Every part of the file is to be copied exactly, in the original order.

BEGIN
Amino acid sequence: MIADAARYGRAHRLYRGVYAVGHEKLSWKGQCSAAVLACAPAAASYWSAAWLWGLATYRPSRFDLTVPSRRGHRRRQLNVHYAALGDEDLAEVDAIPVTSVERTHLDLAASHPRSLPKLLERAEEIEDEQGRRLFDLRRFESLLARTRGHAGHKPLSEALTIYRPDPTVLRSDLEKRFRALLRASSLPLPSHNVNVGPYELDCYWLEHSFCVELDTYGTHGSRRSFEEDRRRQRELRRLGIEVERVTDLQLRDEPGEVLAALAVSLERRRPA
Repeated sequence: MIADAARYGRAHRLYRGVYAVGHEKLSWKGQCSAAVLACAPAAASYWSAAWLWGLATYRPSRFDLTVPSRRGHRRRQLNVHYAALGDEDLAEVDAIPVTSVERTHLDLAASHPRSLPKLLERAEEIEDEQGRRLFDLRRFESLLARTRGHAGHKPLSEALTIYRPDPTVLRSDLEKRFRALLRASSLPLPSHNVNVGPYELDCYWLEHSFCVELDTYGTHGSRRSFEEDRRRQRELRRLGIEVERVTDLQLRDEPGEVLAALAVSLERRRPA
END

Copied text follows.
Amino acid sequence: MIADAARYGRAHRLYRGVYAVGHEKLSWKGQCSAAVLACAPAAASYWSAAWLWGLATYRPSRFDLTVPSRRGHRRRQLNVHYAALGDEDLAEVDAIPVTSVERTHLDLAASHPRSLPKLLERAEEIEDEQGRRLFDLRRFESLLARTRGHAGHKPLSEALTIYRPDPTVLRSDLEKRFRALLRASSLPLPSHNVNVGPYELDCYWLEHSFCVELDTYGTHGSRRSFEEDRRRQRELRRLGIEVERVTDLQLRDEPGEVLAALAVSLERRRPA
Repeated sequence: MIADAARYGRAHRLYRGVYAVGHEKLSWKGQCSAAVLACAPAAASYWSAAWLWGLATYRPSRFDLTVPSRRGHRRRQLNVHYAALGDEDLAEVDAIPVTSVERTHLDLAASHPRSLPKLLERAEEIEDEQGRRLFDLRRFESLLARTRGHAGHKPLSEALTIYRPDPTVLRSDLEKRFRALLRASSLPLPSHNVNVGPYELDCYWLEHSFCVELDTYGTHGSRRSFEEDRRRQRELRRLGIEVERVTDLQLRDEPGEVLAALAVSLERRRPA